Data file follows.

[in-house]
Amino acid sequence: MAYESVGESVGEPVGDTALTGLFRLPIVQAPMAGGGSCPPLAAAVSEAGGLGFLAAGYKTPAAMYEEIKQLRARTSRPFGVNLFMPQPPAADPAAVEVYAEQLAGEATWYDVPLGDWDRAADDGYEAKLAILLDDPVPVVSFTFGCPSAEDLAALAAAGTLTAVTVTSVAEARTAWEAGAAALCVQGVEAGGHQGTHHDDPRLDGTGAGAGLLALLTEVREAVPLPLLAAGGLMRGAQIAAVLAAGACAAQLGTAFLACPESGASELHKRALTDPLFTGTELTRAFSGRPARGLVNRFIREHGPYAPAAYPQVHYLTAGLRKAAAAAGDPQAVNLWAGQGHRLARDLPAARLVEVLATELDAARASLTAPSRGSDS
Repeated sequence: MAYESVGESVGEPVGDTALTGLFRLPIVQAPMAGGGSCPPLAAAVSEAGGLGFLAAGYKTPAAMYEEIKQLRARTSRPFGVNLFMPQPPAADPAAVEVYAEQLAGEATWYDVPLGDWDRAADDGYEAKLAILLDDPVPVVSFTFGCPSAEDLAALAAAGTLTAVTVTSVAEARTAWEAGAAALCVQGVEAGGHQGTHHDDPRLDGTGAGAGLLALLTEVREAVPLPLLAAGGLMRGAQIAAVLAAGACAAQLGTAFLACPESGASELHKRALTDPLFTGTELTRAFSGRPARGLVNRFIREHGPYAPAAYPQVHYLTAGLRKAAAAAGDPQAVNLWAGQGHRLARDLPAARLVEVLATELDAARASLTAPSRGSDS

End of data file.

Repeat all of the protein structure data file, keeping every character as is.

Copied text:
[in-house]
Amino acid sequence: MAYESVGESVGEPVGDTALTGLFRLPIVQAPMAGGGSCPPLAAAVSEAGGLGFLAAGYKTPAAMYEEIKQLRARTSRPFGVNLFMPQPPAADPAAVEVYAEQLAGEATWYDVPLGDWDRAADDGYEAKLAILLDDPVPVVSFTFGCPSAEDLAALAAAGTLTAVTVTSVAEARTAWEAGAAALCVQGVEAGGHQGTHHDDPRLDGTGAGAGLLALLTEVREAVPLPLLAAGGLMRGAQIAAVLAAGACAAQLGTAFLACPESGASELHKRALTDPLFTGTELTRAFSGRPARGLVNRFIREHGPYAPAAYPQVHYLTAGLRKAAAAAGDPQAVNLWAGQGHRLARDLPAARLVEVLATELDAARASLTAPSRGSDS
Repeated sequence: MAYESVGESVGEPVGDTALTGLFRLPIVQAPMAGGGSCPPLAAAVSEAGGLGFLAAGYKTPAAMYEEIKQLRARTSRPFGVNLFMPQPPAADPAAVEVYAEQLAGEATWYDVPLGDWDRAADDGYEAKLAILLDDPVPVVSFTFGCPSAEDLAALAAAGTLTAVTVTSVAEARTAWEAGAAALCVQGVEAGGHQGTHHDDPRLDGTGAGAGLLALLTEVREAVPLPLLAAGGLMRGAQIAAVLAAGACAAQLGTAFLACPESGASELHKRALTDPLFTGTELTRAFSGRPARGLVNRFIREHGPYAPAAYPQVHYLTAGLRKAAAAAGDPQAVNLWAGQGHRLARDLPAARLVEVLATELDAARASLTAPSRGSDS